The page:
The most powerful entity in the universe is a corporation, and its head has appropriated our moon for a starship decoration. But now he's gone and put out a call for a gladiatorial tournament, promising a huge prize to the winner, and we're entering in hopes that the prize will be the moon. Only problem is, we're ... well, kind of squishy. We can change the colour of our skin, and that's about it. But of course, there's more to this tournament than meets the eye.
It's a pretty long game, presented in point-and-click hypertext, though I associate much of its puzzle sensibilities with the more open world of parser games. Different colours are used to distinguish the sort of links we find in the text: one colour for exits and places we can visit, and another for things we can manipulate or examine. It's a cool innovation that saves the player from accidentally wandering off, though if I have to click them, I think I'd prefer to have them separate from the text somehow.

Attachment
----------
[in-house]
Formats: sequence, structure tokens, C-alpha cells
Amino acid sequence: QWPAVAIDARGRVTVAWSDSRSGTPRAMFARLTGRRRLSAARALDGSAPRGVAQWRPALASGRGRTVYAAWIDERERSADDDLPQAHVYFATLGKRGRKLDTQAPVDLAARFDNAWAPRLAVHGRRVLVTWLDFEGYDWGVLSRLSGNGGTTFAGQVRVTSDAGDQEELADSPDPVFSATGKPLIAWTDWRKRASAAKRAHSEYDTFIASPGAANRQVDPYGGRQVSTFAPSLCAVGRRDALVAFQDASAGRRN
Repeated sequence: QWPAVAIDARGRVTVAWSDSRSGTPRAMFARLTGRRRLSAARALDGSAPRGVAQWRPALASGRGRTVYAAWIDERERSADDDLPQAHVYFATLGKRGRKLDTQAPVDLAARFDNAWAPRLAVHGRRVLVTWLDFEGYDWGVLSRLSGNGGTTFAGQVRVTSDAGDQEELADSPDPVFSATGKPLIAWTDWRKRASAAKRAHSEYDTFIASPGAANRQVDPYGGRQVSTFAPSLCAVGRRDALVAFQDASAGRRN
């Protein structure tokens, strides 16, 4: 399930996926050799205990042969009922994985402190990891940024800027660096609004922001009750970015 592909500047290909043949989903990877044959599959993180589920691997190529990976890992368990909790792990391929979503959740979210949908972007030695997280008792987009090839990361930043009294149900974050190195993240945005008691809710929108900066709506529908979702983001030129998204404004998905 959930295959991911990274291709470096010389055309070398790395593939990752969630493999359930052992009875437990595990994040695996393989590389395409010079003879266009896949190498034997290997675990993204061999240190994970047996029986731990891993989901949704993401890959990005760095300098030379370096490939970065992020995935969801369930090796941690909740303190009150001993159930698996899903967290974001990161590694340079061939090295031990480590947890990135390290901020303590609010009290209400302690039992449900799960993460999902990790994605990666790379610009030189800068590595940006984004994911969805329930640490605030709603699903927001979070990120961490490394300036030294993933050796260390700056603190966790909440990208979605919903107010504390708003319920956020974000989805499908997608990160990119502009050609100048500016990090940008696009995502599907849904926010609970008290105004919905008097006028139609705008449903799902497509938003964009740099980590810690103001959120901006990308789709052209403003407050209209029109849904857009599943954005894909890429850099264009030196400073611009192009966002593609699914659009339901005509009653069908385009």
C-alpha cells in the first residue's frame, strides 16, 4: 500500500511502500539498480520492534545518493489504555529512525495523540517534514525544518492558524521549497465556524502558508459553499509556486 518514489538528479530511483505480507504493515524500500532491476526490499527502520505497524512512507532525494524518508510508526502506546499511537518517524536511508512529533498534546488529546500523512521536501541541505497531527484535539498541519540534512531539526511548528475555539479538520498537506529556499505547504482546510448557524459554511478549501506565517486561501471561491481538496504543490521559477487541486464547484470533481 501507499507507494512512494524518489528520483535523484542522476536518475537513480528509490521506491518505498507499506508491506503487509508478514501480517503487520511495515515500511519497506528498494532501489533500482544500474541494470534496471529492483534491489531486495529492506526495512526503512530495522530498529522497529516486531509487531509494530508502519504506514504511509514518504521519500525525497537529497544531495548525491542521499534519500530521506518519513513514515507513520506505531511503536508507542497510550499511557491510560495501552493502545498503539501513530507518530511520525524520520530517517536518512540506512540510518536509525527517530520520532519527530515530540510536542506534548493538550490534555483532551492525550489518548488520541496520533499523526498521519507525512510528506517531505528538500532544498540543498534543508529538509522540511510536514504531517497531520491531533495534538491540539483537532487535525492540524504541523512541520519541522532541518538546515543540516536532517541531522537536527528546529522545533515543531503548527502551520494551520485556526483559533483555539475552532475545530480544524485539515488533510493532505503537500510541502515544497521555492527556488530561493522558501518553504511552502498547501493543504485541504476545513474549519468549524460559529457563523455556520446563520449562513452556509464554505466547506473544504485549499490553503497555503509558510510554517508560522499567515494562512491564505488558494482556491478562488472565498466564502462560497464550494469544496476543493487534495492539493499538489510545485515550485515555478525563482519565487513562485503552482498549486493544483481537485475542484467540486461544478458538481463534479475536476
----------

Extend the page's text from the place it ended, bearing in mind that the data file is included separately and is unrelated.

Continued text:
I have to say I enjoyed this a lot. The NPCs were well drawn, with distinct personalities, and the overall plot was woven into the gameplay quite well. The nominal challenge, that of defeating the warriors in the arena, required a bit more brainpower with each new opponent, and it never felt stale. And though the final denouement was a bit on the wordy side, it was written with sufficient humour and a fast enough pace that I sped through it easily. Not to mention, I found it thoroughly satisfying.
This is the breakfast of champions. I'm thinking kedgeree infused with coconut and maybe a side of blood sausage, and English Breakfast tea. A little bit spicy, a little bit exotic, traditional and yet I rarely find it on any breakfast menu, and with a touch of good old colonialist appropriation. A good helping will fill you right up.